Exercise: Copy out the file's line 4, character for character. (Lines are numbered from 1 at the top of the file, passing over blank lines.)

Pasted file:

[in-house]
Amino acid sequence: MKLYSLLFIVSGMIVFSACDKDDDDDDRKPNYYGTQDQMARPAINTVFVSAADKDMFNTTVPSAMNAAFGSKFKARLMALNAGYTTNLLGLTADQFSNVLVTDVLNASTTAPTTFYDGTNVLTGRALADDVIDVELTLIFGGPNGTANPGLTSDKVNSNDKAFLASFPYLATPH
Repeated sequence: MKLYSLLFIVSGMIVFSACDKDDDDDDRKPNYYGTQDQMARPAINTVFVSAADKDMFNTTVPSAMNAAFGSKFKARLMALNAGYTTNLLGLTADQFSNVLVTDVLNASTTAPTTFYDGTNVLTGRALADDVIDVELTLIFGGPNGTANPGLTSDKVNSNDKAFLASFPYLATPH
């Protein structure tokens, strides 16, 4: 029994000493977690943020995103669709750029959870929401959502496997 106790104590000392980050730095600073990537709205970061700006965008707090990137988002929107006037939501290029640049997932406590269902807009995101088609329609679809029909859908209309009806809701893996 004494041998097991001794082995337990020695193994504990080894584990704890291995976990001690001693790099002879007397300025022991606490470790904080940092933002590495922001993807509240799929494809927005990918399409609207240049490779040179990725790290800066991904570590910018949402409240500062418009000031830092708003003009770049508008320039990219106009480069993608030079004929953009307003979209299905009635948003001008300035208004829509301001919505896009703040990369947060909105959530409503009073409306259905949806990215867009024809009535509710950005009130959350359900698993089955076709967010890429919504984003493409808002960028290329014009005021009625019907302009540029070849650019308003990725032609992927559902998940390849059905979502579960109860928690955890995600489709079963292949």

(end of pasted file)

């Protein structure tokens, strides 16, 4: 029994000493977690943020995103669709750029959870929401959502496997 106790104590000392980050730095600073990537709205970061700006965008707090990137988002929107006037939501290029640049997932406590269902807009995101088609329609679809029909859908209309009806809701893996 004494041998097991001794082995337990020695193994504990080894584990704890291995976990001690001693790099002879007397300025022991606490470790904080940092933002590495922001993807509240799929494809927005990918399409609207240049490779040179990725790290800066991904570590910018949402409240500062418009000031830092708003003009770049508008320039990219106009480069993608030079004929953009307003979209299905009635948003001008300035208004829509301001919505896009703040990369947060909105959530409503009073409306259905949806990215867009024809009535509710950005009130959350359900698993089955076709967010890429919504984003493409808002960028290329014009005021009625019907302009540029070849650019308003990725032609992927559902998940390849059905979502579960109860928690955890995600489709079963292949």